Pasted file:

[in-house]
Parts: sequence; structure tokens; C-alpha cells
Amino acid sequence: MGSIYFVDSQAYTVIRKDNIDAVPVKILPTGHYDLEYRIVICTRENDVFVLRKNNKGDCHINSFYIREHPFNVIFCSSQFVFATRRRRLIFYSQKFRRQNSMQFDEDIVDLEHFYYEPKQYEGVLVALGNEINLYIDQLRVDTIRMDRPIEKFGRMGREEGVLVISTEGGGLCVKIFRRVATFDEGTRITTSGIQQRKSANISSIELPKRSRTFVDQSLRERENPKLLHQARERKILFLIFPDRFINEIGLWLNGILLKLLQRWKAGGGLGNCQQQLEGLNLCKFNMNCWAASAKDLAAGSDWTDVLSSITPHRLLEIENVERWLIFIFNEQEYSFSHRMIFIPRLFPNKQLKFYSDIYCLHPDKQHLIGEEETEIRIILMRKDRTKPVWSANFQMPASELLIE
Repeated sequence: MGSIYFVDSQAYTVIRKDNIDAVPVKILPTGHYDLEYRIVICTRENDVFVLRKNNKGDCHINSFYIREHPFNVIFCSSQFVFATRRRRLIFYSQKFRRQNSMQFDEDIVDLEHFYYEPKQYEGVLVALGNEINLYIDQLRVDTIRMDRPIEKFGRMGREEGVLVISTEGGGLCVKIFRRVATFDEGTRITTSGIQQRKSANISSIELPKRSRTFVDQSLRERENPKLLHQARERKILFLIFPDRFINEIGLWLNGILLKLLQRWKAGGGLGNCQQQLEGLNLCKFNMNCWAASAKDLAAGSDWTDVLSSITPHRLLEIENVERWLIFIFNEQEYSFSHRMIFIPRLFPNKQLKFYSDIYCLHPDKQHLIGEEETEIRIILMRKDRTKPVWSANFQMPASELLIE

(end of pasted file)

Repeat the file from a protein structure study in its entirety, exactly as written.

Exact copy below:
[in-house]
Parts: sequence; structure tokens; C-alpha cells
Amino acid sequence: MGSIYFVDSQAYTVIRKDNIDAVPVKILPTGHYDLEYRIVICTRENDVFVLRKNNKGDCHINSFYIREHPFNVIFCSSQFVFATRRRRLIFYSQKFRRQNSMQFDEDIVDLEHFYYEPKQYEGVLVALGNEINLYIDQLRVDTIRMDRPIEKFGRMGREEGVLVISTEGGGLCVKIFRRVATFDEGTRITTSGIQQRKSANISSIELPKRSRTFVDQSLRERENPKLLHQARERKILFLIFPDRFINEIGLWLNGILLKLLQRWKAGGGLGNCQQQLEGLNLCKFNMNCWAASAKDLAAGSDWTDVLSSITPHRLLEIENVERWLIFIFNEQEYSFSHRMIFIPRLFPNKQLKFYSDIYCLHPDKQHLIGEEETEIRIILMRKDRTKPVWSANFQMPASELLIE
Repeated sequence: MGSIYFVDSQAYTVIRKDNIDAVPVKILPTGHYDLEYRIVICTRENDVFVLRKNNKGDCHINSFYIREHPFNVIFCSSQFVFATRRRRLIFYSQKFRRQNSMQFDEDIVDLEHFYYEPKQYEGVLVALGNEINLYIDQLRVDTIRMDRPIEKFGRMGREEGVLVISTEGGGLCVKIFRRVATFDEGTRITTSGIQQRKSANISSIELPKRSRTFVDQSLRERENPKLLHQARERKILFLIFPDRFINEIGLWLNGILLKLLQRWKAGGGLGNCQQQLEGLNLCKFNMNCWAASAKDLAAGSDWTDVLSSITPHRLLEIENVERWLIFIFNEQEYSFSHRMIFIPRLFPNKQLKFYSDIYCLHPDKQHLIGEEETEIRIILMRKDRTKPVWSANFQMPASELLIE